The majority of Germany's rivers have been widened and straightened in recent times, and this has had a significant impact on the fish, plant and animal communities in many watercourses.
We are attempting to restore the original river beds and banks by rewilding these adjusted river courses. For us, this is more than just a compensatory measure. When we upgraded the Rhine Valley Railway in Baden-Württemberg, we improved conditions in the Elz, Kinzig, Dreisam and Schutter rivers and created species-appropriate habitats for fish whose numbers have declined, such as Atlantic salmon, chub, bleak and dace.
Fish ladders to help swimming
Fish like to return upstream to their habitual spawning grounds to lay their eggs. Often, however, their route is blocked by dams and waterfalls that were built in the past. To enable the fish once more to carry on with their natural migration, we build fish ladders in the water.
On one section of the Schutter, for example, we built a fish ladder that comprises several basins and thus has a reduced gradient. Now the fish can better overcome the height difference of more than a meter and species that are more vulnerable in currents can climb with ease.
"Fish nursery" in the Nidda River
During work on the tracks between Frankfurt West and Friedberg, we rebuilt the bridge over the Nidda River in Bad Vilbel. Gravel banks had to be built up for the construction work. After finishing the work, we redistributed the gravel in the riverbed to create new spawning grounds and shallows for fish species such as barbel, roach, bleak and dace.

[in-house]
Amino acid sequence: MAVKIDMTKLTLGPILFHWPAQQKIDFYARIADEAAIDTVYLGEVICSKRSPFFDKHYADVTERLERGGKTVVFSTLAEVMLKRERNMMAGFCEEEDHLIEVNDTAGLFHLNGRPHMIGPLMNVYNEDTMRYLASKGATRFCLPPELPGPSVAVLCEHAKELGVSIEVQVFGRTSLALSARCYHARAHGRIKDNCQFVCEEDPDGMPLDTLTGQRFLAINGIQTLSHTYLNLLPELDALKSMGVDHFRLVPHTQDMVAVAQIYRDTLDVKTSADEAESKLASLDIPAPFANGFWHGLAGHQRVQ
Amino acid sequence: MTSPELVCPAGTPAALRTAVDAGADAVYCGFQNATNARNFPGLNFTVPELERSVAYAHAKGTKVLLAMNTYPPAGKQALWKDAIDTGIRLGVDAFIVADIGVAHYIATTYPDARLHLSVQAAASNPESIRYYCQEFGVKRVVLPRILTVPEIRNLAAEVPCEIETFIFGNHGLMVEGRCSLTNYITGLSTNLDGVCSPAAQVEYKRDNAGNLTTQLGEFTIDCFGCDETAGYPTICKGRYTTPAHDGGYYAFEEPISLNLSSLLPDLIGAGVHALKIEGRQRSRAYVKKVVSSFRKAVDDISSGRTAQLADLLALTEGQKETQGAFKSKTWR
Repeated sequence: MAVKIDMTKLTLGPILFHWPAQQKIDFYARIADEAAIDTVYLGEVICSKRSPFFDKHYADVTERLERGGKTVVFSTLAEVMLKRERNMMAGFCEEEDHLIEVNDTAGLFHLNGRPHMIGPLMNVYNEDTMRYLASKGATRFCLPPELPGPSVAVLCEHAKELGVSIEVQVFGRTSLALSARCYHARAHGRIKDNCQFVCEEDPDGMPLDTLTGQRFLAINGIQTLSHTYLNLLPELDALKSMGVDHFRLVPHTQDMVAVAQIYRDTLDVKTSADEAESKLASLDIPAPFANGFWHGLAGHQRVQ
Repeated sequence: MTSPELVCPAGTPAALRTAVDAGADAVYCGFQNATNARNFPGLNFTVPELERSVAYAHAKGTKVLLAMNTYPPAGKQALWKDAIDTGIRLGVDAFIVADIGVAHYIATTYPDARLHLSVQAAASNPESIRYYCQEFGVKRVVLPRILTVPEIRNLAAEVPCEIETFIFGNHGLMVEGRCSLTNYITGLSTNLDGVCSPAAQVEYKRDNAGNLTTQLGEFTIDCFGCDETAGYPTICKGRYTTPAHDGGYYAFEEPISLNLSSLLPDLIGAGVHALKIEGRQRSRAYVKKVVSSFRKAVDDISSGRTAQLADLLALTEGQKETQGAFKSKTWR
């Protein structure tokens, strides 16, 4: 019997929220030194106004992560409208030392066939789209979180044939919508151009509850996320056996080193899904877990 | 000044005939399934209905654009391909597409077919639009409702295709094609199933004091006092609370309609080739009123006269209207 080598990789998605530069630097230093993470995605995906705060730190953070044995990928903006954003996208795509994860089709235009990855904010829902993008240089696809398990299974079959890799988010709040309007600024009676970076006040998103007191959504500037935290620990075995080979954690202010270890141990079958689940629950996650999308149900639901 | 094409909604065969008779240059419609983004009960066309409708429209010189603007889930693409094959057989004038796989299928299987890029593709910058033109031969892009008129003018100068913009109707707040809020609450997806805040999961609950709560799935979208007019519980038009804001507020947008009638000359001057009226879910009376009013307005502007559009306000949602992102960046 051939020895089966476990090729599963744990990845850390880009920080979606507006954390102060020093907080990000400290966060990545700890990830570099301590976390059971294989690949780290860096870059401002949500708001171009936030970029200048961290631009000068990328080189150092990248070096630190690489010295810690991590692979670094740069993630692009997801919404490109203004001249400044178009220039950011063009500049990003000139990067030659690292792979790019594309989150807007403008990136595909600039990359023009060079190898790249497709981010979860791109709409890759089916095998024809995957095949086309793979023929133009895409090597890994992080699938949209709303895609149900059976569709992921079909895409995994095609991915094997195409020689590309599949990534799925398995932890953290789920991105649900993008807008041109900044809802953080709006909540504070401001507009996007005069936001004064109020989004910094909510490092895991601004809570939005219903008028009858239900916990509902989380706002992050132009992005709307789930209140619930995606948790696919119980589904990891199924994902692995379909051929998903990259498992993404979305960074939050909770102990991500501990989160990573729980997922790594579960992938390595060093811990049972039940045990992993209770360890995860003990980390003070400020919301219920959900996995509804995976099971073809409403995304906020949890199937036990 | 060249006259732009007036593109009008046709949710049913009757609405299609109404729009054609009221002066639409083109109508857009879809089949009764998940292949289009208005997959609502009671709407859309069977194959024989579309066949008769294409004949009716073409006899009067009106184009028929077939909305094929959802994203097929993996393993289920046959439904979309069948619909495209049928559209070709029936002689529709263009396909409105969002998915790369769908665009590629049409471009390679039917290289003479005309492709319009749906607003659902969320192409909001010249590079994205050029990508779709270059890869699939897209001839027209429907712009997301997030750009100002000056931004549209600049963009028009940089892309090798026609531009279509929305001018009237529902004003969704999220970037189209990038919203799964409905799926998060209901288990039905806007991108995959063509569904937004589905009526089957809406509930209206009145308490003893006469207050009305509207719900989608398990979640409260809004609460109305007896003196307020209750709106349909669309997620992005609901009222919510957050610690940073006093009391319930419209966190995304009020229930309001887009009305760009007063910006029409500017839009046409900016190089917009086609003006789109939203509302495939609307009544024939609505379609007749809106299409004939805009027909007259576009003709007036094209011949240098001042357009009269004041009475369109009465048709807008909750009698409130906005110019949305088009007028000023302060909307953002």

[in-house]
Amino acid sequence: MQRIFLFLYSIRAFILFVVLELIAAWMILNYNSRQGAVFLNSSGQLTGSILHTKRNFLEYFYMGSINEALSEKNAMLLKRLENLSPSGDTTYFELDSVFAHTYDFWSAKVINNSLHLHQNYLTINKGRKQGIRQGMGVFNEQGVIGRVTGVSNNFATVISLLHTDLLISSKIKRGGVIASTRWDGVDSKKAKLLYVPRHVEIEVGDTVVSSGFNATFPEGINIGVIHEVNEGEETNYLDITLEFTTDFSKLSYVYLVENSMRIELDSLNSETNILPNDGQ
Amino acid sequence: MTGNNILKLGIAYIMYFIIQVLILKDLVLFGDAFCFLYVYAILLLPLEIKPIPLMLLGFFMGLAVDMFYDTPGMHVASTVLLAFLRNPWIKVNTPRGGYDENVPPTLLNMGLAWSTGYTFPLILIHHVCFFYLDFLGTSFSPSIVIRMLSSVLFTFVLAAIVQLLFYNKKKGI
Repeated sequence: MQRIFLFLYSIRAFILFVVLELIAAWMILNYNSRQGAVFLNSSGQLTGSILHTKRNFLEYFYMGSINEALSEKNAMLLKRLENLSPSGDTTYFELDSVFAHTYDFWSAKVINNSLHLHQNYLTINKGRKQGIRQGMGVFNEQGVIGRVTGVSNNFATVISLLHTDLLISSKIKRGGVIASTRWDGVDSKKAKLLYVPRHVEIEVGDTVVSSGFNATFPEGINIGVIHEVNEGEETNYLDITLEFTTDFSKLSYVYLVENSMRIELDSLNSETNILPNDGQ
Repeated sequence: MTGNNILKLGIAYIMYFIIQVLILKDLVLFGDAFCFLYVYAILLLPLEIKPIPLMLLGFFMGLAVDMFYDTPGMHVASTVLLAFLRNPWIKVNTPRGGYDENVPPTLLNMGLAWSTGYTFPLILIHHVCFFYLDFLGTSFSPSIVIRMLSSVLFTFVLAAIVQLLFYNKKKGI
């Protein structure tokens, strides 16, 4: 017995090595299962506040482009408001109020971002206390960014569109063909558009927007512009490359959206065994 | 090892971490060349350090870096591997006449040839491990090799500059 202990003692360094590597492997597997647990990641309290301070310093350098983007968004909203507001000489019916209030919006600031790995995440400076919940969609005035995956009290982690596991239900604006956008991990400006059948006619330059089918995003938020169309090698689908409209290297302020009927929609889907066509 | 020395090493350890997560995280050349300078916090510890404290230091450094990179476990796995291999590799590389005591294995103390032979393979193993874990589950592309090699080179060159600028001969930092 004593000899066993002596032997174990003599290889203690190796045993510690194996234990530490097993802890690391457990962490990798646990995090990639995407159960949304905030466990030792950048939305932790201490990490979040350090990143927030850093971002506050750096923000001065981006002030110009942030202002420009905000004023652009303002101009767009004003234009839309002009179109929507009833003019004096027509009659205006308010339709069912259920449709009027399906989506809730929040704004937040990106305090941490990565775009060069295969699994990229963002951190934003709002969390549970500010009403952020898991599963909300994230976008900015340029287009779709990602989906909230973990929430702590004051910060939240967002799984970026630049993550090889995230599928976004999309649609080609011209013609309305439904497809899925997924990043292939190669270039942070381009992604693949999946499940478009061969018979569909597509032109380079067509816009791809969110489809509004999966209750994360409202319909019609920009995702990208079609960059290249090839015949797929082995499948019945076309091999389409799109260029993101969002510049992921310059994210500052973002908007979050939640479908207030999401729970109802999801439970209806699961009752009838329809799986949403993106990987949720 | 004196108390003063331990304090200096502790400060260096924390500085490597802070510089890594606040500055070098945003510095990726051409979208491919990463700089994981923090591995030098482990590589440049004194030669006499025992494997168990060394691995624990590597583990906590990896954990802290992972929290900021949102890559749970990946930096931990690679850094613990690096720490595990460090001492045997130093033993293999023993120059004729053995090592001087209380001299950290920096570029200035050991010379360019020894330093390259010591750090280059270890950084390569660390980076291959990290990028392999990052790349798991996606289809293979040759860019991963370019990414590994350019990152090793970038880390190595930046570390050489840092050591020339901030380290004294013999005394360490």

We also built a groyne in the river, a kind of dam that directs and regulates the river's flow. That results in areas where fish can rest during the spring migration to their spawning grounds.
Restoration in Praunheim and Eschersheim
An impact on the environment was unavoidable during construction of the new S-Bahn tracks in the Frankfurt West and Friedberg project, so we're creating habitats elsewhere to compensate. In Praunheim, for example, we're working with our partners to restore an old weir in the Nidda by converting the existing fish ladder into a ramp, strengthening the flow along the riverbed. And in Eschersheim, we're deepening and widening a 400-meter stretch of the Urselbach stream to improve its flow. With our restoration efforts, we're making a lasting contribution to biodiversity by ensuring that more fish can establish themselves there.